[Editor’s note: Vita Brevis will mark its fifth anniversary on Wednesday. The blog launched with some early posts on 2 January 2014; the official launch followed on 10 January 2014.]
Over the years, my efforts in tracing my family history have morphed from old-fashioned paper research to computer research to concentrating on the stories of my ancestors, whether I knew them personally or not. Family stories are what give life and voice to those who have “moved on.” And how much do you really know about the early lives of your living relatives, especially those with decades of stories to share? Talking to our “elders,” listening to stories of other families, or reading about other researchers’ exploits, techniques, failures, and successes are a few ways to dig out the stories. Reading posts on Vita Brevis is another wonderful resource. Continue reading Tell me a story→
In a few days’ time the blog will celebrate its fifth anniversary. Here, to review the year just ended, are some posts from the second half of 2018 demonstrating the range of material published at Vita Brevis.
In July, Meaghan E. H. Siekman wrote about her great-grandfather, the Chicago-born son of Czech immigrants who
spent his lifetime chasing the American dream and preserving a history which was not directly his own, as none of his ancestors ever lived in colonial America. Evidence of the importance of American history in his life can be found in his obituary, which focuses more on his collections [parts of which ended up in the Smithsonian Institution] and preservation work than his career in medicine.Continue reading 2018: the year in review concluded→
Here in my hometown we are blessed with an exquisite landmark building, the 1681 meetinghouse known as Old Ship Church, whose name may have been inspired by the building’s vaulted roof, resembling a ship’s hull, built of oak timbers. Used originally as a gathering place for both civic discussion and religious worship it is, today, the oldest church structure in the United States in continuous use. Behind the meetinghouse is the town’s oldest cemetery, whose earliest burials pre-date construction of the meetinghouse. Sometimes called the First Settlers graveyard, it is the final resting place of the families who founded Hingham – Cushing, Lincoln, Thaxter, Beal, Hobart – their descendants, and other prominent residents – including two Massachusetts governors. It is one of the few historic cemeteries where burials are still taking place.Continue reading Touched by an angel→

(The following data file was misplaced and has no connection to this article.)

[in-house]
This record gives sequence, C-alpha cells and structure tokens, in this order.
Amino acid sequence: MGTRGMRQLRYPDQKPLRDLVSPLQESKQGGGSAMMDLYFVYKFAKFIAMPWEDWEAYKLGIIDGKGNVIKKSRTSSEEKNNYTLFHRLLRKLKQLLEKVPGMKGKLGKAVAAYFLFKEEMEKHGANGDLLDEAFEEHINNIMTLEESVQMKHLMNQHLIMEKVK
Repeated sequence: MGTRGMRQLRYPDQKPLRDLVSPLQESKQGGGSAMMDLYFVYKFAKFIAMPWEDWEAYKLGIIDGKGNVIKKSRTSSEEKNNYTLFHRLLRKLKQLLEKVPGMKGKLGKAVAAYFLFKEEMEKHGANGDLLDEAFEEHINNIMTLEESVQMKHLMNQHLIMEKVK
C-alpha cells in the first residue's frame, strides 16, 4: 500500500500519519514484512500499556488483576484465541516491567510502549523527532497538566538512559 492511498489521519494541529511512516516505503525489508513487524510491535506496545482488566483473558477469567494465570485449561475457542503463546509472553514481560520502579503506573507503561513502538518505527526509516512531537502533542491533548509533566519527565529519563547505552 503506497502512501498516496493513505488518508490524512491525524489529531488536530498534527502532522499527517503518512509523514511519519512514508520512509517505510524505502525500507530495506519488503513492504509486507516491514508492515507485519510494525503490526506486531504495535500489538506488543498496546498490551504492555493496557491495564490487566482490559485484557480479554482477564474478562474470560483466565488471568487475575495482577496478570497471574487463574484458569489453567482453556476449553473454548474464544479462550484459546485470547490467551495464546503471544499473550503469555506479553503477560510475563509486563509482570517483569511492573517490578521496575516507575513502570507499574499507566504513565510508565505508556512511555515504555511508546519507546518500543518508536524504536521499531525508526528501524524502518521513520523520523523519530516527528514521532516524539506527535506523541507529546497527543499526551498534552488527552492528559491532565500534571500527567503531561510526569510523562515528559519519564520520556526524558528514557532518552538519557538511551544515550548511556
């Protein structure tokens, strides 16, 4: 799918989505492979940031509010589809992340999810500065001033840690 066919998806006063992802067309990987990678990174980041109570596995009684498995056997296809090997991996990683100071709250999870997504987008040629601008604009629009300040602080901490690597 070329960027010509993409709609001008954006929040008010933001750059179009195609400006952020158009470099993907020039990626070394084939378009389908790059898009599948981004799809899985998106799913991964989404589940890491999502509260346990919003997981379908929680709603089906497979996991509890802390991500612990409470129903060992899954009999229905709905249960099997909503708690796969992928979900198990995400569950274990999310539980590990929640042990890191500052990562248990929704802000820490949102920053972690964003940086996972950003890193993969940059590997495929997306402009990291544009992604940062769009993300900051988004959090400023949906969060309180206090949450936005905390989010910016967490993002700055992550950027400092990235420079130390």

As we begin the countdown for 2019 – and look forward to the blog’s fifth anniversary in January – I have selected some posts from the first half of 2018 to showcase the range of subjects covered in Vita Brevis during the last year.
Alicia Crane Williams started the year with a series of posts on establishing criteria for what constitutes an “excellent” genealogy, as distinguished from a “good” (or a “poor”) one:
A “scoring” system for genealogies would be interesting. If, for example, we had ten categories on which to judge a genealogical source, and each category had a potential ten points maximum, the “perfect” score would be 100. Of course, this would all be subjective, but it would give us a way to group works for comparison (top 10%, bottom 50% etc.).Continue reading 2018: the year in review→